Strabo, Geography (English) (XML Header) [genre: prose] [word count] [Str.].
<<Str. 7.3.19 Str. 7.4.3 (Greek English(2)) >>Str. 7.4.6


AT the bottom of the bay (Carcinites) commences the isthmus [Note] which separates the lake called Sapra, [or the Putrid Lake,] from the sea; it is 40 stadia in width, and forms the

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Tauric or Scythian Chersonese. [Note] This, according to some, is 360 stadia across. The Putrid Lake [Note] is said to extend 4000 stadia (in circumference), and forms part of the [Palus] Mœotis on its western side, with which it communicates by a large opening. It abounds in marshy tracts, and is scarcely navigable with sewn [Note] boats. The shallower parts are soon uncovered, and again covered with water, by the force of the wind; but the marsh will not bear boats of a deeper draught. In the bay are three small islands; and in sailing along the coast, some shallows are met with, and rocks which rise above water. 7.4.2

On the left in sailing out of the bay [Carcinites] there is a small town and another harbour [Note] belonging to the people of the Chersonese; for in coasting along the bay, there projects towards the south a large promontory, which is a part of the great Chersonese. Upon it stands a city of the Heracleotæ, who are a colony from Heraclea [Note] in the Euxine; it bears the same name, Chersonesus, as the territory. It is distant from the Dniester, [Note] in following the coast, 4400 stadia. In this city is a temple of the Virgin, some goddess, [Note] after whom the promontory, which is in front of the city, at the distance of 100 stadia, is called Parthenium. It has a shrine of the goddess and a statue. Between the city [Note] and the promontory are three harbours; next is the Old city Chersonesus in ruins; then follows a harbour with a narrow entrance. It was called Symbolon Limen, or Signal Harbour; and here principally was carried on a system of piracy against those who took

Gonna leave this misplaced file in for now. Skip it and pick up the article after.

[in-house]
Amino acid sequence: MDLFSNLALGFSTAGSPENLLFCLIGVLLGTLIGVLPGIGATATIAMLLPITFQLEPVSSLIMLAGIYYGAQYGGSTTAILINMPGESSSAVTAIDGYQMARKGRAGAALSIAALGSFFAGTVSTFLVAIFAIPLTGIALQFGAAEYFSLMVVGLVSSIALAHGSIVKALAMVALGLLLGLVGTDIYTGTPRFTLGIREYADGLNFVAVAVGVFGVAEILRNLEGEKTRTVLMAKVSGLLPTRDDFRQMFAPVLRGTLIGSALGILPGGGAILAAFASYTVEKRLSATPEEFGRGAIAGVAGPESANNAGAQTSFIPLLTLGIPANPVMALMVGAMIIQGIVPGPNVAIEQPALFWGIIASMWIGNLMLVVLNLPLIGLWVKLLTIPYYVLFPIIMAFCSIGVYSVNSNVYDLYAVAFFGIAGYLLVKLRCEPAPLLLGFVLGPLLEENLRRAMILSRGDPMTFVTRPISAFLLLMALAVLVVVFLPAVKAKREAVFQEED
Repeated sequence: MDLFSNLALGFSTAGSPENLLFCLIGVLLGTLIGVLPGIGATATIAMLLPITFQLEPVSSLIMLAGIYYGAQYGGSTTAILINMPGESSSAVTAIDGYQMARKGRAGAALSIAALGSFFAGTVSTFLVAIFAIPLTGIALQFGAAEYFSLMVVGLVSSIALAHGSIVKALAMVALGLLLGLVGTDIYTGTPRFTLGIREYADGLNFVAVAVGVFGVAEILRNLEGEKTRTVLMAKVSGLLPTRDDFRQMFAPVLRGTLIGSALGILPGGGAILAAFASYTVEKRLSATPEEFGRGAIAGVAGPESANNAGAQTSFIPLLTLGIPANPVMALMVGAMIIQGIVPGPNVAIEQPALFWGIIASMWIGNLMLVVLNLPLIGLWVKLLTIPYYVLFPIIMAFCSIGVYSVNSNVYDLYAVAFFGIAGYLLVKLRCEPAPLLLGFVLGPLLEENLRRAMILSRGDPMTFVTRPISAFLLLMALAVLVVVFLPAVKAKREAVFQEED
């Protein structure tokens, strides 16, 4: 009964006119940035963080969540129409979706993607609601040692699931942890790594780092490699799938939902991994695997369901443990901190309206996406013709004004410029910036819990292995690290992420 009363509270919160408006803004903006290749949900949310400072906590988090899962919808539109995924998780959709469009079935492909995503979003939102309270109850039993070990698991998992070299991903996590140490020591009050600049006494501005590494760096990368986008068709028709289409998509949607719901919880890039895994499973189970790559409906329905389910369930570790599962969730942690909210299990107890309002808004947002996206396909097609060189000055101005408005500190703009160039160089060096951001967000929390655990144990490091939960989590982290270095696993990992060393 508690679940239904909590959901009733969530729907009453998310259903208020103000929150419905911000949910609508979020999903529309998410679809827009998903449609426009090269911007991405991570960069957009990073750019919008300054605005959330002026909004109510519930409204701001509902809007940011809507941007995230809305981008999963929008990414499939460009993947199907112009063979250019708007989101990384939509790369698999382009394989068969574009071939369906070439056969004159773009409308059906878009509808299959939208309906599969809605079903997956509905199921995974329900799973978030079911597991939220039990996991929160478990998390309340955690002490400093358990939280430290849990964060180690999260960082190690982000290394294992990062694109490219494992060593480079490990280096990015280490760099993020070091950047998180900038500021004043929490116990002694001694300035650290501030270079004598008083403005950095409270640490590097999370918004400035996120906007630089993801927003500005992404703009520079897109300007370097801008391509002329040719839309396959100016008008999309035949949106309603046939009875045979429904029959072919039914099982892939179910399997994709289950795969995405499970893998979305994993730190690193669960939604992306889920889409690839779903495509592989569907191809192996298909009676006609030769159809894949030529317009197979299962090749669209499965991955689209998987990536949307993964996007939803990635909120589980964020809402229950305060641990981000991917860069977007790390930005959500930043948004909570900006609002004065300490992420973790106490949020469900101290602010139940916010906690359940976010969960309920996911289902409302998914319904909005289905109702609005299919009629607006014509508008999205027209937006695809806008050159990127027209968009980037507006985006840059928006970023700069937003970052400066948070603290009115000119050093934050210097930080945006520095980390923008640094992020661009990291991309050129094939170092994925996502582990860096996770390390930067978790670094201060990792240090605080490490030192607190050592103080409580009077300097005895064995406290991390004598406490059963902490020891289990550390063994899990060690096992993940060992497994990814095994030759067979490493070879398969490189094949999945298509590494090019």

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refuge in the ports. This, together with another harbour, called Ctenus, [Note] forms an isthmus of 40 stadia in extent. This isthmus locks in the Smaller Chersonesus, which we said was a part of the Great Chersonesus, having on it a city of the same name. 7.4.3

It was formerly governed by its own laws, but after it was ravaged by barbarous nations, the inhabitants were obliged to elect as their protector, Mithridates Eupator, who was anxious to direct his forces against the barbarians who lived above the isthmus, and occupied the country as far as the Dnieper and the Adriatic, and thus to prepare himself against war with the Romans. Mithridates, with these views, readily despatched an expedition into the Chersonesus, and carried on war at the same time against the Scythians, Scilurus, and the sons of Scilurus, namely, Palacus and his brothers, whom Posidonius reckons to have been fifty, and Apollonides eighty, in number. By the subjugation of these enemies he became at once master of the Bosporus, which Pairisades, who held the command of it, voluntarily surrendered. From that time to the present the city of the Chersonitæ has been subject to the princes of the Bosporus.